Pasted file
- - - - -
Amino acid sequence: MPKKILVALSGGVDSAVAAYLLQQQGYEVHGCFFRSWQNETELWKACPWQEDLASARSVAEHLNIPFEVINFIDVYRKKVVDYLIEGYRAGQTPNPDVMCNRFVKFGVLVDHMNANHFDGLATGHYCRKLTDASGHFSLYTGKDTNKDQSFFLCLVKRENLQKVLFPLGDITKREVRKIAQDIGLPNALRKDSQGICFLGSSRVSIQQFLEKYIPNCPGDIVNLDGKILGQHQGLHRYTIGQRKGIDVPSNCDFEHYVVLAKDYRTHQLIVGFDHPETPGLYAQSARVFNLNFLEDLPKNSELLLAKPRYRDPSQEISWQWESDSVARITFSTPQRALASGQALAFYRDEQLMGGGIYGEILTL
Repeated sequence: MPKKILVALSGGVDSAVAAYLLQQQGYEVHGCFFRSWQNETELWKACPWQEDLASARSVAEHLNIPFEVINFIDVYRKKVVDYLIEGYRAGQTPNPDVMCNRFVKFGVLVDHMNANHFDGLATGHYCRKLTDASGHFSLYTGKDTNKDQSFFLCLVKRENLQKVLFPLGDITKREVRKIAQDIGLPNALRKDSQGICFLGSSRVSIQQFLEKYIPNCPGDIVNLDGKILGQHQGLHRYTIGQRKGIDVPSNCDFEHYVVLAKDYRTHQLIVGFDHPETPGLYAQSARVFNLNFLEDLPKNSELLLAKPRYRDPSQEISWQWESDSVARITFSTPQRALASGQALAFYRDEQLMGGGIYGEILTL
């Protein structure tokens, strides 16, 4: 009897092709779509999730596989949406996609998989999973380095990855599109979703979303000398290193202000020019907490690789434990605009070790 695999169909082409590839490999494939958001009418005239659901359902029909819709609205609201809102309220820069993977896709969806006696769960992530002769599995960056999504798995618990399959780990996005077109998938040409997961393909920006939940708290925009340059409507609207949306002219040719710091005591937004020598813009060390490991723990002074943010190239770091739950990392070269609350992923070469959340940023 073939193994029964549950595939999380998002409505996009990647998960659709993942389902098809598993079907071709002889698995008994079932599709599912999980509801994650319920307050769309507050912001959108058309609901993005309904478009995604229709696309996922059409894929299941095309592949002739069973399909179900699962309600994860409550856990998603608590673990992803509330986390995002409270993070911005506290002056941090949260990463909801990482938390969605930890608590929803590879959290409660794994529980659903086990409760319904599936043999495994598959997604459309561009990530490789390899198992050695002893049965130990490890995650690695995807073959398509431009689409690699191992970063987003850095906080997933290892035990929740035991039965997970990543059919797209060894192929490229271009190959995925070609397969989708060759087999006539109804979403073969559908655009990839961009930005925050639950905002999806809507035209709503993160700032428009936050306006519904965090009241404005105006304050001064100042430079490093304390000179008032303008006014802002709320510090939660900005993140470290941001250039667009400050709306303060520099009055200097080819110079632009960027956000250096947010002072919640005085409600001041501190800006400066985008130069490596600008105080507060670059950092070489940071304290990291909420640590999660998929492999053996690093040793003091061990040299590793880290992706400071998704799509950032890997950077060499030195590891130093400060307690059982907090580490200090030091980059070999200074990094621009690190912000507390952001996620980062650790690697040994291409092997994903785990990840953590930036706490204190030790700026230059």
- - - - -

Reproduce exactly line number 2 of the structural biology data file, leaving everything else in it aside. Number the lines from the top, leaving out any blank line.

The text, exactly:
Repeated sequence: MPKKILVALSGGVDSAVAAYLLQQQGYEVHGCFFRSWQNETELWKACPWQEDLASARSVAEHLNIPFEVINFIDVYRKKVVDYLIEGYRAGQTPNPDVMCNRFVKFGVLVDHMNANHFDGLATGHYCRKLTDASGHFSLYTGKDTNKDQSFFLCLVKRENLQKVLFPLGDITKREVRKIAQDIGLPNALRKDSQGICFLGSSRVSIQQFLEKYIPNCPGDIVNLDGKILGQHQGLHRYTIGQRKGIDVPSNCDFEHYVVLAKDYRTHQLIVGFDHPETPGLYAQSARVFNLNFLEDLPKNSELLLAKPRYRDPSQEISWQWESDSVARITFSTPQRALASGQALAFYRDEQLMGGGIYGEILTL